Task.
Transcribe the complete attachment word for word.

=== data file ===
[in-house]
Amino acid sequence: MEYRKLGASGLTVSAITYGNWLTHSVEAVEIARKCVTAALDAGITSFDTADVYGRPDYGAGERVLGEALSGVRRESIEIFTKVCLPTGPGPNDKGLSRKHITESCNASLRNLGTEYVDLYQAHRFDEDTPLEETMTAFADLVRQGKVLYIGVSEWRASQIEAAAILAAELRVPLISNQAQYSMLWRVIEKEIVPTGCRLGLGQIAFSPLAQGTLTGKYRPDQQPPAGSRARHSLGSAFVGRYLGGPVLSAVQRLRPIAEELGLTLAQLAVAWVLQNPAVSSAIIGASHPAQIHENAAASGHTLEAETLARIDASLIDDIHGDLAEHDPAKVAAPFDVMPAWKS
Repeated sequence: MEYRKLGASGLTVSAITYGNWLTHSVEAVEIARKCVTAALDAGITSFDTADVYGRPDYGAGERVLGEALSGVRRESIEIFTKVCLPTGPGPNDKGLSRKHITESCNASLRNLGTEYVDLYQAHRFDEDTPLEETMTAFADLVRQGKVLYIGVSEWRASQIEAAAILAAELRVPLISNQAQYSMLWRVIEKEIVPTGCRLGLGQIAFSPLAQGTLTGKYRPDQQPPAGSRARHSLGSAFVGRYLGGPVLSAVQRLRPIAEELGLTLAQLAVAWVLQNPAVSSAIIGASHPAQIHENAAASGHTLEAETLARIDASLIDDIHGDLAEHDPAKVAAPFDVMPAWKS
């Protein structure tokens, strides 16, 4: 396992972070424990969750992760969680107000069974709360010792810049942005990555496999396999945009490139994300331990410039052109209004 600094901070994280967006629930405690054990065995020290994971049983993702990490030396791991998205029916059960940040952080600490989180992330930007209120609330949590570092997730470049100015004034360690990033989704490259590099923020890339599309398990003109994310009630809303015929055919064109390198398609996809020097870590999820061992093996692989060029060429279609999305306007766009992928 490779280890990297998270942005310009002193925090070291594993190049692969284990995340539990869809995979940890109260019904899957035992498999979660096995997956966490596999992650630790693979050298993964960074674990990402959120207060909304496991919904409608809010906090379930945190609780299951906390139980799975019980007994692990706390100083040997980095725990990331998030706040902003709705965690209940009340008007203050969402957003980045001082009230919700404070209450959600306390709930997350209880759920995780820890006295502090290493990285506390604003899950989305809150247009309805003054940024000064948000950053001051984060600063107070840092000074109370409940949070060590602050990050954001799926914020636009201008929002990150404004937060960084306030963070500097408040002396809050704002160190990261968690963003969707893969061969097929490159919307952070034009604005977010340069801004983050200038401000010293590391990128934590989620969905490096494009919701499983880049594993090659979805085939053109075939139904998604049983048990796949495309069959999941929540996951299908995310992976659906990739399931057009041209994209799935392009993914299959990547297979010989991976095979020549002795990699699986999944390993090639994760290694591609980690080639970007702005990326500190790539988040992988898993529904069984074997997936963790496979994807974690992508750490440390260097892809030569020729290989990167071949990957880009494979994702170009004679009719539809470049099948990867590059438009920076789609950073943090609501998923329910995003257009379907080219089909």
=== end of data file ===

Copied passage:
[in-house]
Amino acid sequence: MEYRKLGASGLTVSAITYGNWLTHSVEAVEIARKCVTAALDAGITSFDTADVYGRPDYGAGERVLGEALSGVRRESIEIFTKVCLPTGPGPNDKGLSRKHITESCNASLRNLGTEYVDLYQAHRFDEDTPLEETMTAFADLVRQGKVLYIGVSEWRASQIEAAAILAAELRVPLISNQAQYSMLWRVIEKEIVPTGCRLGLGQIAFSPLAQGTLTGKYRPDQQPPAGSRARHSLGSAFVGRYLGGPVLSAVQRLRPIAEELGLTLAQLAVAWVLQNPAVSSAIIGASHPAQIHENAAASGHTLEAETLARIDASLIDDIHGDLAEHDPAKVAAPFDVMPAWKS
Repeated sequence: MEYRKLGASGLTVSAITYGNWLTHSVEAVEIARKCVTAALDAGITSFDTADVYGRPDYGAGERVLGEALSGVRRESIEIFTKVCLPTGPGPNDKGLSRKHITESCNASLRNLGTEYVDLYQAHRFDEDTPLEETMTAFADLVRQGKVLYIGVSEWRASQIEAAAILAAELRVPLISNQAQYSMLWRVIEKEIVPTGCRLGLGQIAFSPLAQGTLTGKYRPDQQPPAGSRARHSLGSAFVGRYLGGPVLSAVQRLRPIAEELGLTLAQLAVAWVLQNPAVSSAIIGASHPAQIHENAAASGHTLEAETLARIDASLIDDIHGDLAEHDPAKVAAPFDVMPAWKS
């Protein structure tokens, strides 16, 4: 396992972070424990969750992760969680107000069974709360010792810049942005990555496999396999945009490139994300331990410039052109209004 600094901070994280967006629930405690054990065995020290994971049983993702990490030396791991998205029916059960940040952080600490989180992330930007209120609330949590570092997730470049100015004034360690990033989704490259590099923020890339599309398990003109994310009630809303015929055919064109390198398609996809020097870590999820061992093996692989060029060429279609999305306007766009992928 490779280890990297998270942005310009002193925090070291594993190049692969284990995340539990869809995979940890109260019904899957035992498999979660096995997956966490596999992650630790693979050298993964960074674990990402959120207060909304496991919904409608809010906090379930945190609780299951906390139980799975019980007994692990706390100083040997980095725990990331998030706040902003709705965690209940009340008007203050969402957003980045001082009230919700404070209450959600306390709930997350209880759920995780820890006295502090290493990285506390604003899950989305809150247009309805003054940024000064948000950053001051984060600063107070840092000074109370409940949070060590602050990050954001799926914020636009201008929002990150404004937060960084306030963070500097408040002396809050704002160190990261968690963003969707893969061969097929490159919307952070034009604005977010340069801004983050200038401000010293590391990128934590989620969905490096494009919701499983880049594993090659979805085939053109075939139904998604049983048990796949495309069959999941929540996951299908995310992976659906990739399931057009041209994209799935392009993914299959990547297979010989991976095979020549002795990699699986999944390993090639994760290694591609980690080639970007702005990326500190790539988040992988898993529904069984074997997936963790496979994807974690992508750490440390260097892809030569020729290989990167071949990957880009494979994702170009004679009719539809470049099948990867590059438009920076789609950073943090609501998923329910995003257009379907080219089909």